Disparities are related to religion, ability, culture and other variables. Disparities related to gender are the most spectacular. When a boy is born, celebrations are intense. For a baby girl, celebrations are conducted as a formality. This introduces gender-based practices. For instance, black clothes are bought for boys and pink clothes for the girls. Gender is communally constructed through our daily practices.
The parents play a great role in determining the primary socialization of a child. They teach their children about the concept male and female. This influences the perception of children towards gender roles. The differential socialization is made clear in toys that are advertised and selectively purchased for children. For instance, “in house” toys are tailored for girls and tool-toys tailored for boys. This makes the boys dominant and active. Girls become passive at home.
As the child grows, secondary socialization begins to set in. This involves the contributions of other persons outside the family circle. Such people shape the view of the child on masculinity and femininity. In schools gender is constructed through gender segregation. For example, the duties of the boys are different from those assigned to girls.
The institution of sport and the arena of music play a great role in reinforcing masculinity. In a basketball game, images of players wearing baggy clothing, tough, aggressive and competitive are portrayed. If a player cries after a loss he will be deemed soft, gay, and other feminine and homosexual characteristics. This makes the men to grow restrained to certain norms and adopting certain behaviors they see from sport and the arena of music.
The individuality of the feminine gender is shaped by various institutions. The media plays an immense role in perpetuating negative conceptions about the feminine gender. The childhood magazines are crammed with ways in which girls can vary their outer look to please men. A woman is again expected to be submissive to her husband.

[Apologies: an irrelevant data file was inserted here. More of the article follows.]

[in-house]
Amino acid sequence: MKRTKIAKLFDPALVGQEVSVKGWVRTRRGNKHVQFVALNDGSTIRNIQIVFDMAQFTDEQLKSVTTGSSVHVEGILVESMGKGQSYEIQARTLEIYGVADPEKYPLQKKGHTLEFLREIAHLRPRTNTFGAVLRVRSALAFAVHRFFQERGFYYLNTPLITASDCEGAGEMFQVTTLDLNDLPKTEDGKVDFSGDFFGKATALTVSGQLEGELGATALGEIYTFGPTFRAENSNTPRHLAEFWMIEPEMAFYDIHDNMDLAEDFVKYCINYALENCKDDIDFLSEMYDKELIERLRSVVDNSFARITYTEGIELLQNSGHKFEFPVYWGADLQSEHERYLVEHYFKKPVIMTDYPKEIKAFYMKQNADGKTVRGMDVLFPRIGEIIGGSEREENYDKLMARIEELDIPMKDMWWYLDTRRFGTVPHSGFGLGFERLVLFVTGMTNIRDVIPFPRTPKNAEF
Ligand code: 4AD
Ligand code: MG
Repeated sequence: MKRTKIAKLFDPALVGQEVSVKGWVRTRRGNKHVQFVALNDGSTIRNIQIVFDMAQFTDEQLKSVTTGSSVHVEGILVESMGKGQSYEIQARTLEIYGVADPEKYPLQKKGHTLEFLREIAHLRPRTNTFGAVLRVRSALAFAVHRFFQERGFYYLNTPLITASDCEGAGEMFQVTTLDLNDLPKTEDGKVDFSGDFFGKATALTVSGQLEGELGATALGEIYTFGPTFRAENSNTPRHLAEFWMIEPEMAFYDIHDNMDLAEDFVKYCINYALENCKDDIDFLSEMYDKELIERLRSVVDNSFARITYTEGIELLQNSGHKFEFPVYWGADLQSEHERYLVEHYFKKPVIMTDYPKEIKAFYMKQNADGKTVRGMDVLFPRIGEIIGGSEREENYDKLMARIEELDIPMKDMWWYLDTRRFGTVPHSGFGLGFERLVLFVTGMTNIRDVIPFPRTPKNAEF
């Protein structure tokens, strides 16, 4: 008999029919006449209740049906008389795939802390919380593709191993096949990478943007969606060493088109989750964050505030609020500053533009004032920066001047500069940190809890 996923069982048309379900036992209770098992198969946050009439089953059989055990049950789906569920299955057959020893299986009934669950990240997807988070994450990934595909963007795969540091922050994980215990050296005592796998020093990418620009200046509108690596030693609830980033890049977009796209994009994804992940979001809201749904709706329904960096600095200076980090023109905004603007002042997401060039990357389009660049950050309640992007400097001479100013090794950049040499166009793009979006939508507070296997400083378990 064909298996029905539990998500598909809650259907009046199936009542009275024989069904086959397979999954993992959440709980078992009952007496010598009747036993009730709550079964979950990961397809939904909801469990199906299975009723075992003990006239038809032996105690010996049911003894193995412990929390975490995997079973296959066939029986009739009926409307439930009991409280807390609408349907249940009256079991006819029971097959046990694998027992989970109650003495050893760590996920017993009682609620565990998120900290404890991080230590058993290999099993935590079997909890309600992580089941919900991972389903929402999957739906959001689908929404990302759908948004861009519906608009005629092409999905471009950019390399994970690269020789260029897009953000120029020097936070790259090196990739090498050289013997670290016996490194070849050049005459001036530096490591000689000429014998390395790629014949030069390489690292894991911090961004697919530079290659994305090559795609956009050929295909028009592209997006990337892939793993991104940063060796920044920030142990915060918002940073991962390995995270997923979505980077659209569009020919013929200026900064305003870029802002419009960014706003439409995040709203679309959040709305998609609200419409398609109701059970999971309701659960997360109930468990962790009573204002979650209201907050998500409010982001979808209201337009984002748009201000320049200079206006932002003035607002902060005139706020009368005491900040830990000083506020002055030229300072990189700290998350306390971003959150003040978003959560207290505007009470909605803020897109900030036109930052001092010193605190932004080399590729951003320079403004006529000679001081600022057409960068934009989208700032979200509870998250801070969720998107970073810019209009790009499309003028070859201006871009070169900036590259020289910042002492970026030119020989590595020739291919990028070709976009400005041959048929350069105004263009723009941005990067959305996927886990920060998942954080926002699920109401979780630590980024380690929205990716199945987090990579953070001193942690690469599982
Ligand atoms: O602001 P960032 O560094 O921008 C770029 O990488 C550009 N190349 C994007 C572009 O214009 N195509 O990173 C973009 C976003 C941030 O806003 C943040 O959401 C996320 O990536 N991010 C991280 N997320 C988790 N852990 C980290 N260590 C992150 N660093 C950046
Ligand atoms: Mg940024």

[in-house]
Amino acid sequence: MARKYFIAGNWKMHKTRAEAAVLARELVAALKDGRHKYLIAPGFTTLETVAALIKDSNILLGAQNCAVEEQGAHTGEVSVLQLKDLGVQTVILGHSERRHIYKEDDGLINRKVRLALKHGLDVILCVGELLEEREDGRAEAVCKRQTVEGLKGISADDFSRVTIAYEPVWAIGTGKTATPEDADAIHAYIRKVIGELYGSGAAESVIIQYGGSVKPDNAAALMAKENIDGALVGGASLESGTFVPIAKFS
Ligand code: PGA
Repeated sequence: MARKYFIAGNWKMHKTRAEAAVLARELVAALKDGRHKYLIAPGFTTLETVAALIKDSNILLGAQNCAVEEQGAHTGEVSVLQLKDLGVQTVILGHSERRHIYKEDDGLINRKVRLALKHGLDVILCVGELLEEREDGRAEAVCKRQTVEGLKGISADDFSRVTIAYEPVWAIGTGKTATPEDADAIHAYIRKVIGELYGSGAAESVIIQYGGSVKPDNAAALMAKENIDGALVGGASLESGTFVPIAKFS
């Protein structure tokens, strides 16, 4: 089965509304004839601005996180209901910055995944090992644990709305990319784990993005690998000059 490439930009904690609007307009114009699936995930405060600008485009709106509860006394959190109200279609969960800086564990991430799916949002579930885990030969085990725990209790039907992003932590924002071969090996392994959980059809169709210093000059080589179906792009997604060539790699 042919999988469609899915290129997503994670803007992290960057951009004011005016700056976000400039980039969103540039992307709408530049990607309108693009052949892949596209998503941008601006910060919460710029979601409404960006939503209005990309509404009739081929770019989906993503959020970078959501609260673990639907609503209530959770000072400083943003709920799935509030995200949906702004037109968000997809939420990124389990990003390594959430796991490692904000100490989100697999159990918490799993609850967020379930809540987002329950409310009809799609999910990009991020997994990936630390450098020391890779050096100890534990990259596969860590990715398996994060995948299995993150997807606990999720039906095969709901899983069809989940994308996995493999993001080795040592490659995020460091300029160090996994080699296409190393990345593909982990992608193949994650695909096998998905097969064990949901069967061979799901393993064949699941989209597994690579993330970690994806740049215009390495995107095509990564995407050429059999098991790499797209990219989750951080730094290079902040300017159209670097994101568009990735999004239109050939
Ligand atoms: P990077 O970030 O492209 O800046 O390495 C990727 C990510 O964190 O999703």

With socialization starting when a kid is born, the practice continues as the infant grows and varies athwart the two gender classes. With the direction from parents, sports, media, schools, music, gender differences are perpetuated. This socialization inculcates expected behaviors in children.
In the past, women have been oppressed through sexual exploitation, denial to access of education and hindrance from ascending to power. In some instances they have been denied the right to talk. Traditionally, women were expected to be submissive to their husbands. Their primary work was to do all the cleaning, cooking and taking care of the children. This discrimination led to the rise of movements that advocated for gender equality.
In the late 18th century and early 19th century, the first wave of feminism took place. The main goal of the wave was to open opportunities for the women. At this early stage, feminism was closely related with abolitionist movements. This opened discussions about the differences between men and women.
During the 1960s, the second signal began, and it progressed into the 90’s. It was simply marginalized since it had limited support. It drew in women across the world.
In the mid-1990’s, the third wave set in, characterized by ideas of “universal womanhood”. It engrossed strong and empowered girls into action.
Nowadays, one can easily dismiss the need of feminism since the issue has been dealt with. However, there is still gender disparity in the world today. Women are still underrepresented in politics, public offices and other leadership positions. Also there are still cases of sexual harassment that still affect women, such as rape cases.
Lorber, J., & Farrell, S. A. (1991).The Social construction of gender. Newbury Park, Calif: Sage Publications.
Ringrose, K. M. (2003). The perfect servant: Eunuchs and the social construction of gender in Byzantium. Chicago: University of Chicago Press.